When you consider the evolutionary timeline of human history, it is surprising to find that our birthplace is now little more than a passing thought in our minds. Africa is the country that receives the least attention from the world. We know only countries like Somalia, South Africa and Sudan because of their strife and turmoil.
But why is it that we forget about them when it comes to global warming?
The U.N.’s top climate official, Yvo de Boer, has just brought Africa back in to the spotlight. Africa is one of the most impoverished countries in the world, and currently one of the hardest hit by climate changes.
Thankfully, the United Nations has not followed in humanities steps by disregarding an entire continent on the brink. de Boer told Reuters that based on the projected damage for Africa, there is justification to take climate action regardless of whether damage will be caused to the rest of the world.
In other words, the damage being faced by the Africans is so extreme, that even if they were the only country to be affected, the U.N. would push for the entire planet to affect change for Africa’s sake.
“Africa has been the forgotten continent,” in efforts to combat warming, de Boer said to Reuters. He was speaking via telephone from a meeting of African and Mediterranean nations in Tunis about climate change.
He pointed out that countries like China and India have won more funding than Africa to help with climate issues, such as cutting greenhouse gas emissions. And while from a certain perspective that is not entirely a bad thing – i.e., India and China bear the brunt of the western world’s industrial.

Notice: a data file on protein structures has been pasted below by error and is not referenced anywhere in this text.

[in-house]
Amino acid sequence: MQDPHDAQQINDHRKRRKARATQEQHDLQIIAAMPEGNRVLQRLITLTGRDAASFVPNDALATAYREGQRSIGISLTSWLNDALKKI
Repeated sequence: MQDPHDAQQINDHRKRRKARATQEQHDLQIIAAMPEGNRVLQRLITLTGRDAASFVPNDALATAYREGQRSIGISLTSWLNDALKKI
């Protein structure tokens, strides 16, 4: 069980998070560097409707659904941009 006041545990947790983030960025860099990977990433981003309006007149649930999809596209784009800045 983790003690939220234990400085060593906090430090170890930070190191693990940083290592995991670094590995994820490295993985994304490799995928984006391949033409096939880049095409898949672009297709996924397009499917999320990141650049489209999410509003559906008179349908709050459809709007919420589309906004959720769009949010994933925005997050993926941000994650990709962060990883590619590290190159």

“Africa is not getting a lot out of climate change policy at the moment,” de Boer said. “But climate change will affect Africa very severely.”
Africa’s environmental strife has also been put into writing, in the 26 page IPCC climate summary released on Saturday in Valencia. The stats figure that between 75 and 250 million people on what is the world’s poorest continent are likely to encounter increased water stresses by 2020. In addition, that water stress could reduce rain-fed agriculture by up to 50%. “That in itself is enough for more world action,” de Boer said.
Furthermore, Africa could see the adaptation to rising seas on their coast cost up to 5 or 10% of their gross domestic product by the end of this century. Add to that an increase of 5 to 8% of arid and semi-arid lands in Africa by 2080, and the entire continent is suffering at both ends of the scale, wet and dry.
More than a hundred of the world’s environmental ministers meet in Bali in under a month, and de Boer believes that there is a general consensus to work over the next two years, to develop a clear plan. But with the United States still unwilling to look at Kyoto without keeping a hand on their own profit margin, one wonders how much affect the world’s “biggest” country will have on the proceedings.
Needless to say, Africa needs help that only we western nations can provide. We started the problem; it seems only fair that we should bear the brunt of fixing it.
Reuters via ENN – Africa “forgotten continent” in climate fight
Photo – This NASA satellite file image shows Lake Tanganyika in East Africa. Global warming is wrecking Africa’s Lake Tanganyika, inflicting a catastrophic decline in fish catches, a study says. (AFP-NASA/File)